In the first game of the 2019 preseason, the Green Bay Packers defeated the Houston Texans 28-26. While the result of the game is essentially meaningless, all preseason contests are important for coaching staffs in their player evaluation process. With less contact in training camp, the ability to have players tackle and play hard in the preseason is an essential opportunity. Here are my observations from the Packers vs Texans game.

Starting Line

O-Line

Throughout the Packers roster, there were several veteran players who sat out week 1 of the preseason. That includes four projected starters on the offensive line. Left guard Lane Taylor was joined by Alex Light, Lucas Patrick, Elgton Jenkins, and Gerhard de Beer on the starting unit vs the Texans.

However, the offensive lineman who arguably stood out the most in this game was Justin McCray. He was creating space for the running backs and pass-protected pretty well. His highlight might be a key block on Dexter Williams‘ 18-yard screen reception during the 2nd quarter. That play put the Packers in field goal range when the score was 7-7. Ultimately, they scored a touchdown on that drive and gained a lead that they never gave up.

Overall it was a pretty good day for the Packers offensive line. They did a great job of keeping a clean pocket on most plays. That is evident of DeShone Kizer‘s touchdown pass below.

Run blocking was not always so solid. As I mentioned earlier, there were times where a running back found the space to break off big runs. However, on several plays, the running backs were left to create their own yards. Rookie Dexter Williams did a great job of gaining extra yards after contact and was constantly getting positive yardage. While he was a little too patient at times, Williams is definitely stating a great case to make the 53-man roster.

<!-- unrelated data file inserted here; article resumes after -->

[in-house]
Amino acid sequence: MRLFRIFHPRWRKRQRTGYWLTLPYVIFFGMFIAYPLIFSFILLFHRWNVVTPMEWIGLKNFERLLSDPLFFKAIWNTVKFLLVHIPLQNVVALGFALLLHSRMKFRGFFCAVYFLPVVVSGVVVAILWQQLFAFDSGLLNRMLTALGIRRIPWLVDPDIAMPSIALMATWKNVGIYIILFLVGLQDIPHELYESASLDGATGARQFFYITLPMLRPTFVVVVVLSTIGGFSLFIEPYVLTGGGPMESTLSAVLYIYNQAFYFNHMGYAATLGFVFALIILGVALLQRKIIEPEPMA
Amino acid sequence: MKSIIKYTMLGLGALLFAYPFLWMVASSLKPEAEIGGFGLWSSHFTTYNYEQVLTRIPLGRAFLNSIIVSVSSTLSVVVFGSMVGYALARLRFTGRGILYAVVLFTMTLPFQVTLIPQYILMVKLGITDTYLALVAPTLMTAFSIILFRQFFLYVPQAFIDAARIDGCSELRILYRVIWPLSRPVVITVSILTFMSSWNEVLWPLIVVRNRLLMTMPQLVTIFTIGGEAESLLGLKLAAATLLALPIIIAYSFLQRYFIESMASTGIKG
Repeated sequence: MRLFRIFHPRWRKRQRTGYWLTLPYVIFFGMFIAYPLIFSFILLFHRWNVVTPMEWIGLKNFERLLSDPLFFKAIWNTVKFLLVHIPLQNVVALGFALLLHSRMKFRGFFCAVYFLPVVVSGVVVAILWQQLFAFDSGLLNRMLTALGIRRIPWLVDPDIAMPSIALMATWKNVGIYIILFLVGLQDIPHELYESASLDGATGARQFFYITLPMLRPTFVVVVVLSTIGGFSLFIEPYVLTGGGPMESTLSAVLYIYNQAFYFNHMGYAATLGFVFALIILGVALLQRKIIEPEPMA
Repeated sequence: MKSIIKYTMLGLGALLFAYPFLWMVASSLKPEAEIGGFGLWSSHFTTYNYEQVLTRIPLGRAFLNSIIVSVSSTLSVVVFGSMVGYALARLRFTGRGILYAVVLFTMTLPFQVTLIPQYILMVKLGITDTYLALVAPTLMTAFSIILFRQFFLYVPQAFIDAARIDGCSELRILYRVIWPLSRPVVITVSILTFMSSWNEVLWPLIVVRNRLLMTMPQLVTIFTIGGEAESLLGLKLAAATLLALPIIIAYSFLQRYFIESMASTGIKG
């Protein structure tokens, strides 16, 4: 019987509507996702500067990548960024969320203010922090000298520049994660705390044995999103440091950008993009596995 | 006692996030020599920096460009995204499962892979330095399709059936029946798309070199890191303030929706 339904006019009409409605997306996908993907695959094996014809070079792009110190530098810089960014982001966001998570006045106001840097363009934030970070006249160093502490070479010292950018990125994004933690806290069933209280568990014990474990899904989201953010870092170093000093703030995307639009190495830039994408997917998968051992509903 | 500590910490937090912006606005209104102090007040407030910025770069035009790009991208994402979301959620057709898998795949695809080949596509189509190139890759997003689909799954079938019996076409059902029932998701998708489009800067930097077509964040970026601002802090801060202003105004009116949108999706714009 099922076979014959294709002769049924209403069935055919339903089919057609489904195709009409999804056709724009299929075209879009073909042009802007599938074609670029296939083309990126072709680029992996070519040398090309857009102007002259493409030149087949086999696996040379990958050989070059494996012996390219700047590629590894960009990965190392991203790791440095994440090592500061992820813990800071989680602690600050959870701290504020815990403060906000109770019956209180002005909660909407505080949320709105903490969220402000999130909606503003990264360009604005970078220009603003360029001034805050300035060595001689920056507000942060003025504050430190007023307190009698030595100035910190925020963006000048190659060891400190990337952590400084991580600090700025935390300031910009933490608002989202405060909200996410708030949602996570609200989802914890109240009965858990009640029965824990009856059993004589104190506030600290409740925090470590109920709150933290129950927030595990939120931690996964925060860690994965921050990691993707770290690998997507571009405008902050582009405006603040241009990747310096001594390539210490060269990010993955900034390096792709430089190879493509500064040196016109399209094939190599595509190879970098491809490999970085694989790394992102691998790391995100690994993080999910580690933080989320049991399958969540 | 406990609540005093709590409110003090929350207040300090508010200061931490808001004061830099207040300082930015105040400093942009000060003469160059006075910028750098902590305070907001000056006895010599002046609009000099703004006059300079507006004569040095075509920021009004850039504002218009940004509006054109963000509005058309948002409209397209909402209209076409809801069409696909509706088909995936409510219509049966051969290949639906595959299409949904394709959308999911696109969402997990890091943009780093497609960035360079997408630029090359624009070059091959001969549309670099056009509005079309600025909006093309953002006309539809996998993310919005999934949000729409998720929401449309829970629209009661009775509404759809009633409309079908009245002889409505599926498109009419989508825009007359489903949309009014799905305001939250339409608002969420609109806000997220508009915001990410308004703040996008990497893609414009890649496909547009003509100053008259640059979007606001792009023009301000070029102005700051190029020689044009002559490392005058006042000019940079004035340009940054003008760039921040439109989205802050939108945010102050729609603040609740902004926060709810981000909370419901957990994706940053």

D-Line

On the defensive side of the ball, the starting linemen were Montravius Adams, Tyler Lancaster and Kingsley Keke. With Kenny Clark and Dean Lowry sitting out the preseason opener, Adams was the lone regular-season starting defensive lineman who played. He was expected to set the tone, even if he was likely to be doubled by Houston offensive linemen. Surprisingly, Adams was often in 1-on-1 situations. Unfortunately, he was mostly held in check and finished the game with only 1 tackle.

During the regular season, when Clark will likely command double teams on most plays, Adams needs to be able to take advantage of that. The good news is that when he did get off his blocks, he made plays. For instance, in two consecutive plays, late in the 2nd quarter, he made a tackle on Damarea Crockett and then provided good pressure, along with Keke, to force an incompletion. However, Adams did not make much of a consistent impact from play-to-play.

Passing the Test